AstraZeneca Covid-19 vaccine
(Image: AAP/James Ross)

When I started writing this piece, I’d noted that one of the few things the federal government had managed to not stuff up in recent months was crumbling to pressure and rushing off to build expensive open-air quarantine facilities.

As it turns out, that praise was premature, with the Morrison government announcing it will sign a Memorandum of Understanding with Victoria to build a facility in Avalon.

While ending hotel quarantine is critical, the call to urgently build quarantine facilities is a year too late and unnecessarily shifts attention from the Big Show: vaccinating at least 50% of Australians.

The demands to create quarantine are the wrong solution to an obvious problem: hotel quarantine is not fit for purpose. While turning leisure and corporate hotels into temporary prisons has actually been reasonably effective, more than 100 leaks has shown that it isn’t a suitable medium-term solution.

While critics like Mary-Louise McLaws and Mike Toole are absolutely correct in pointing to the airborne nature of COVID-19, they take an unpragmatic approach to solving the problem they correctly diagnosed, like most health experts who haven’t worked in the commercial world.

The solution to the airborne nature of COVID-19 isn’t to spend several billion dollars developing Howard Springs clones near every capital city airport but to supercharge the rollout of vaccines, which have been shown to prevent death and hospitalisation in almost 100% of people.

While the purported cost of the single facility in Victoria with 500 beds is $200 million, some estimate the cost will end up closer to $700 million.

So, let’s look around the world, given no other country is planning to build more quarantine centres. Israeli data indicates that when you hit 70% immunity (through a combination of high-efficacy vaccines and recovery), deaths and transmissions are reduced to near zero. But Israel is the high watermark — Britain has fully vaccinated only 39% of its population and deaths have been reduced to well below regular flu-season levels.

So, let’s work backwards.

To hit 50% coverage (above UK levels), 12.5 million Australians need to be vaccinated or 25 million doses provided. We have done almost five million now, so that’s another 20 million needed. The Victorian lockdown has led to a renewed urgency with vaccinations and as second doses of AstraZeneca start being doled out, we’re likely to see a sustained level of one million weekly doses from here on. That’s 20 weeks to turn COVID-19 into the flu, a virus we have co-existed with for centuries.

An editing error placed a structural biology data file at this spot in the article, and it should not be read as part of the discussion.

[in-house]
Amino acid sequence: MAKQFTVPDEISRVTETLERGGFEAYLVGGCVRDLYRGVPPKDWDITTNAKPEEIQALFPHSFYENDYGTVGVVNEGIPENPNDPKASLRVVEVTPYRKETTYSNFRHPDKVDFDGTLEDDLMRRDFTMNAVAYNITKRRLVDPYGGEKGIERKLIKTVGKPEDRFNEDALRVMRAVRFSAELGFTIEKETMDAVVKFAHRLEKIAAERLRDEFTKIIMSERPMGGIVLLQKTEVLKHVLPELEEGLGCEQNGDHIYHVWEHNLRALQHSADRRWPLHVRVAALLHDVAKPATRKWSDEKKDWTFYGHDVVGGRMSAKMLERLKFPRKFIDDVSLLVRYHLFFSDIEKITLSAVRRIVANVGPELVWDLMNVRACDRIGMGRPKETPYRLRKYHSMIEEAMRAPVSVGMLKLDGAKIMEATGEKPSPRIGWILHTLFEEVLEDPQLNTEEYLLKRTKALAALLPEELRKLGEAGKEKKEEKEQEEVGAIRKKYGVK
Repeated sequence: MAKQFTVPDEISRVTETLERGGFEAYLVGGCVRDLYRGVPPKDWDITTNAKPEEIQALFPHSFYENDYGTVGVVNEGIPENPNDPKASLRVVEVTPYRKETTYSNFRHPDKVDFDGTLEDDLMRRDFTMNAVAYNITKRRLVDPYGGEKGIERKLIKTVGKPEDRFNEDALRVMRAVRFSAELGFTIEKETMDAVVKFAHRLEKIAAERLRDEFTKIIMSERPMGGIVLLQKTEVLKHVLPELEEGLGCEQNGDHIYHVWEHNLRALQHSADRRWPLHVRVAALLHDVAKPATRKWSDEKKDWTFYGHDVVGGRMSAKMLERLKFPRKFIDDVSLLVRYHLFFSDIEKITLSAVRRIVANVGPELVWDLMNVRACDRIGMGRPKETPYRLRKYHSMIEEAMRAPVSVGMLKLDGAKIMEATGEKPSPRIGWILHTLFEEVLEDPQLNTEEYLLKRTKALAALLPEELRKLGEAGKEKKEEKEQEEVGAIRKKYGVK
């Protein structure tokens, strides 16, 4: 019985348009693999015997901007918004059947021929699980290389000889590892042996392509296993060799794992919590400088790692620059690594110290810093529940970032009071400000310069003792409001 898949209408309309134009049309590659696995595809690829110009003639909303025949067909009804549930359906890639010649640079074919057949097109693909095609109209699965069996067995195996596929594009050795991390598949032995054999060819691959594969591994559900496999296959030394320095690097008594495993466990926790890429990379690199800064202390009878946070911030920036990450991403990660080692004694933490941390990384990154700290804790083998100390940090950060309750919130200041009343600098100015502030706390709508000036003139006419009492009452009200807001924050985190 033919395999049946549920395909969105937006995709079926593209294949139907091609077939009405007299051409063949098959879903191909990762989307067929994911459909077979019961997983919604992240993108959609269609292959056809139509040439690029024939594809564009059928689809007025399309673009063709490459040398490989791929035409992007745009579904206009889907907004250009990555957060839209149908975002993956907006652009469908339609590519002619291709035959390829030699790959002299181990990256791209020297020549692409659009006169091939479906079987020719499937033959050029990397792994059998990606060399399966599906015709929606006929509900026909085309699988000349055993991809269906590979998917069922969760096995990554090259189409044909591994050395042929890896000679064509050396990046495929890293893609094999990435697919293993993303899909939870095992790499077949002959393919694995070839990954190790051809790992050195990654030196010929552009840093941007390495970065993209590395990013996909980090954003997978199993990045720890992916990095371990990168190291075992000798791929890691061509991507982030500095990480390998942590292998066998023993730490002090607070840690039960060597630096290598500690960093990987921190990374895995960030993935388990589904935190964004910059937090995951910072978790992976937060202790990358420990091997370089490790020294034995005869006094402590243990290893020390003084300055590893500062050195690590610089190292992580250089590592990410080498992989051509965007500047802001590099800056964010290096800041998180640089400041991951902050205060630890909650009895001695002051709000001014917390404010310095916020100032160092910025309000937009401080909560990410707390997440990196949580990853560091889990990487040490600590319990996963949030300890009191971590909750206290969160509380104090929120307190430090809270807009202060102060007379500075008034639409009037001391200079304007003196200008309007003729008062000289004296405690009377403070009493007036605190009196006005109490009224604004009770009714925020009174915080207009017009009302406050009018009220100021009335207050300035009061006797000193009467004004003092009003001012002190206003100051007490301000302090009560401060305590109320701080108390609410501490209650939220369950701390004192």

At a million doses per week we’d be at “Israel coverage” by just after Christmas. Even better, Victoria is on track to have partially vaccinated more than 70% of people aged over 40 by the end of the month. In case you were wondering about how effective vaccines are, a 99-year-old vaccinated Victorian contracted COVID-19 last week and was asymptomatic (without the vaccine, she would have statistically had around a 30% mortality risk).

By the time the fresh-air quarantine facilities are built, it will be probably February 2022. By then every Australian who wants to be vaccinated will have been, and the rest of the developed world will have been largely open for six months. Rather than spending hundreds of millions of dollars on white elephant quarantine facilities, the federal government would be better off rewarding every vaccinated person with a $100 restaurant voucher (which also has the benefit of helping struggling small food businesses).

By then, with a vaccinated population, we would be able to join Europe, the Middle East and the US in allowing quarantine-free travel — and the need for taxpayer-funded short-term prisons with sky-high price tags will be a distant memory.

I subscribe to Crikey because I believe in a free, open and independent media where news and opinions can be published that I can both agree with and be challenged by.

As a Crikey subscriber I always feel more informed and able to think more critically about issues and current affairs – even when they don’t always reflect my own political viewpoint or lived experience.

Jess
Singapore

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